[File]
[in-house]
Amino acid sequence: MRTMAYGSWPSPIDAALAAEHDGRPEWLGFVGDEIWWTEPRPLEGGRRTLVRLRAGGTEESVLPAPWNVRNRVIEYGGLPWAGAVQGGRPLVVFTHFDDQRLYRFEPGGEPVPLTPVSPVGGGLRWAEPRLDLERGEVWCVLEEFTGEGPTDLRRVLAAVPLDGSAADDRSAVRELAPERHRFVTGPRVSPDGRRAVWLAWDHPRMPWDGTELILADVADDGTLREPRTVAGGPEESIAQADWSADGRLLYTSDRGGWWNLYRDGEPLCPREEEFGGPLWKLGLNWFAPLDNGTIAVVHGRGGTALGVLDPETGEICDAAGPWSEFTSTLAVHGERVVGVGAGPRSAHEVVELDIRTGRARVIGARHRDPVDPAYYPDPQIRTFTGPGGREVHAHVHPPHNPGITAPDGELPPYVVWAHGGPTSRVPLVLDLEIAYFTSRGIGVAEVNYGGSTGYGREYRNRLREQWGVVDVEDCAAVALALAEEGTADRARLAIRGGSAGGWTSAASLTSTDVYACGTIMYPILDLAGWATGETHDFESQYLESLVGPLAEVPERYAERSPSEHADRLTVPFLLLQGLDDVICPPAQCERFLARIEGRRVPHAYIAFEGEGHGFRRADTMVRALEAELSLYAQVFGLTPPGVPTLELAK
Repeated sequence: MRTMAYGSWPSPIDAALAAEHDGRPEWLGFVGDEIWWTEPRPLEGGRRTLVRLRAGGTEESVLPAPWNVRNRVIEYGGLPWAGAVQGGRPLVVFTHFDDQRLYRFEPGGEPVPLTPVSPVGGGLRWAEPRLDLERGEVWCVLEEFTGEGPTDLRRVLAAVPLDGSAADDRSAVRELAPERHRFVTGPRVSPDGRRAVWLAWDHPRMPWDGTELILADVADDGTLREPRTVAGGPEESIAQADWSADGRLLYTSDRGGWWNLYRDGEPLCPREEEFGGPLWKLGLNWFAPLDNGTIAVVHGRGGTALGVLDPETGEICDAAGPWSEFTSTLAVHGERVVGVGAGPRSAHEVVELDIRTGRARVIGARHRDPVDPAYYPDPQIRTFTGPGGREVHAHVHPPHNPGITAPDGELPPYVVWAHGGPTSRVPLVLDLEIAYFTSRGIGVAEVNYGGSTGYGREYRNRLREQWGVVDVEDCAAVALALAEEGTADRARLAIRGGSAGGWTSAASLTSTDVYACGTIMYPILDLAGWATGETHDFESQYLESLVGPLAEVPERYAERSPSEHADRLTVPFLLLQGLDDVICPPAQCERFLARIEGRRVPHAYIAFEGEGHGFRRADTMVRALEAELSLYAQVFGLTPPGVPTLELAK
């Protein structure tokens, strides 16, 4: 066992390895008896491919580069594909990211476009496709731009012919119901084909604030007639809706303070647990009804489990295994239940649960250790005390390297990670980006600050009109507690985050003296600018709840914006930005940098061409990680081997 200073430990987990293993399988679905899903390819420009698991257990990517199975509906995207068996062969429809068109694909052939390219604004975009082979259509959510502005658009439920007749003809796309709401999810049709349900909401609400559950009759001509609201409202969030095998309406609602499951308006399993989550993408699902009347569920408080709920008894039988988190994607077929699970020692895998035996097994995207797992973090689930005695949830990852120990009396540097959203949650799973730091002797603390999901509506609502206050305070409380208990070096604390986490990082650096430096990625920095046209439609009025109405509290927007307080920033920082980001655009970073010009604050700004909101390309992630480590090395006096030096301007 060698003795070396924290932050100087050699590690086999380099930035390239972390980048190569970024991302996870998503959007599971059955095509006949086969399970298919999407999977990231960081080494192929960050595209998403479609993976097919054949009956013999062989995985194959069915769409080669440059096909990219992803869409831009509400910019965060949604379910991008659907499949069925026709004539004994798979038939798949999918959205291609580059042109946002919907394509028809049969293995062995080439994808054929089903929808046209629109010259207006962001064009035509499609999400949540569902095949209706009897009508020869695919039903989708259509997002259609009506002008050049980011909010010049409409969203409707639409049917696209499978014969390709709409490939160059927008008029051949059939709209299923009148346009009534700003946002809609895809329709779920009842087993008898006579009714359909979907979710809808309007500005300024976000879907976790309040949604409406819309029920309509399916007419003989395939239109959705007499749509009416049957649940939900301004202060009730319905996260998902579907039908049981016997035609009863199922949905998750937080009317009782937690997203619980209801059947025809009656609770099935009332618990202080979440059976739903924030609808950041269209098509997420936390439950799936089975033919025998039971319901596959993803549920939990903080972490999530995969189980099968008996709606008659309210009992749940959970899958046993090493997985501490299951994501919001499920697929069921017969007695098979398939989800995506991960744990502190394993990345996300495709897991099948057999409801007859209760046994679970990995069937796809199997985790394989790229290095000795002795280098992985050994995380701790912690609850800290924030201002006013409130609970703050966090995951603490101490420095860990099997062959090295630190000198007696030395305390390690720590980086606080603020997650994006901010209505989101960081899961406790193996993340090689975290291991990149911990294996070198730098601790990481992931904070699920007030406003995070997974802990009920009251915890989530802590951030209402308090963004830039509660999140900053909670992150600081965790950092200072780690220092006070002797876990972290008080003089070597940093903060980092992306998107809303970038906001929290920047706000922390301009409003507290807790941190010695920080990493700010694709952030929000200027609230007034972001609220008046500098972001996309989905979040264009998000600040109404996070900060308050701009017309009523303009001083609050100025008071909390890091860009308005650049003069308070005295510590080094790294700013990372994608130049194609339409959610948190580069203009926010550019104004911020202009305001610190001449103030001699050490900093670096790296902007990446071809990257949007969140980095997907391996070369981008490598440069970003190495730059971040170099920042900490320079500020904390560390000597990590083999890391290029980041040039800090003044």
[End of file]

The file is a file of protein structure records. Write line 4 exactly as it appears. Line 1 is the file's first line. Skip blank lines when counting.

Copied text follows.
């Protein structure tokens, strides 16, 4: 066992390895008896491919580069594909990211476009496709731009012919119901084909604030007639809706303070647990009804489990295994239940649960250790005390390297990670980006600050009109507690985050003296600018709840914006930005940098061409990680081997 200073430990987990293993399988679905899903390819420009698991257990990517199975509906995207068996062969429809068109694909052939390219604004975009082979259509959510502005658009439920007749003809796309709401999810049709349900909401609400559950009759001509609201409202969030095998309406609602499951308006399993989550993408699902009347569920408080709920008894039988988190994607077929699970020692895998035996097994995207797992973090689930005695949830990852120990009396540097959203949650799973730091002797603390999901509506609502206050305070409380208990070096604390986490990082650096430096990625920095046209439609009025109405509290927007307080920033920082980001655009970073010009604050700004909101390309992630480590090395006096030096301007 060698003795070396924290932050100087050699590690086999380099930035390239972390980048190569970024991302996870998503959007599971059955095509006949086969399970298919999407999977990231960081080494192929960050595209998403479609993976097919054949009956013999062989995985194959069915769409080669440059096909990219992803869409831009509400910019965060949604379910991008659907499949069925026709004539004994798979038939798949999918959205291609580059042109946002919907394509028809049969293995062995080439994808054929089903929808046209629109010259207006962001064009035509499609999400949540569902095949209706009897009508020869695919039903989708259509997002259609009506002008050049980011909010010049409409969203409707639409049917696209499978014969390709709409490939160059927008008029051949059939709209299923009148346009009534700003946002809609895809329709779920009842087993008898006579009714359909979907979710809808309007500005300024976000879907976790309040949604409406819309029920309509399916007419003989395939239109959705007499749509009416049957649940939900301004202060009730319905996260998902579907039908049981016997035609009863199922949905998750937080009317009782937690997203619980209801059947025809009656609770099935009332618990202080979440059976739903924030609808950041269209098509997420936390439950799936089975033919025998039971319901596959993803549920939990903080972490999530995969189980099968008996709606008659309210009992749940959970899958046993090493997985501490299951994501919001499920697929069921017969007695098979398939989800995506991960744990502190394993990345996300495709897991099948057999409801007859209760046994679970990995069937796809199997985790394989790229290095000795002795280098992985050994995380701790912690609850800290924030201002006013409130609970703050966090995951603490101490420095860990099997062959090295630190000198007696030395305390390690720590980086606080603020997650994006901010209505989101960081899961406790193996993340090689975290291991990149911990294996070198730098601790990481992931904070699920007030406003995070997974802990009920009251915890989530802590951030209402308090963004830039509660999140900053909670992150600081965790950092200072780690220092006070002797876990972290008080003089070597940093903060980092992306998107809303970038906001929290920047706000922390301009409003507290807790941190010695920080990493700010694709952030929000200027609230007034972001609220008046500098972001996309989905979040264009998000600040109404996070900060308050701009017309009523303009001083609050100025008071909390890091860009308005650049003069308070005295510590080094790294700013990372994608130049194609339409959610948190580069203009926010550019104004911020202009305001610190001449103030001699050490900093670096790296902007990446071809990257949007969140980095997907391996070369981008490598440069970003190495730059971040170099920042900490320079500020904390560390000597990590083999890391290029980041040039800090003044």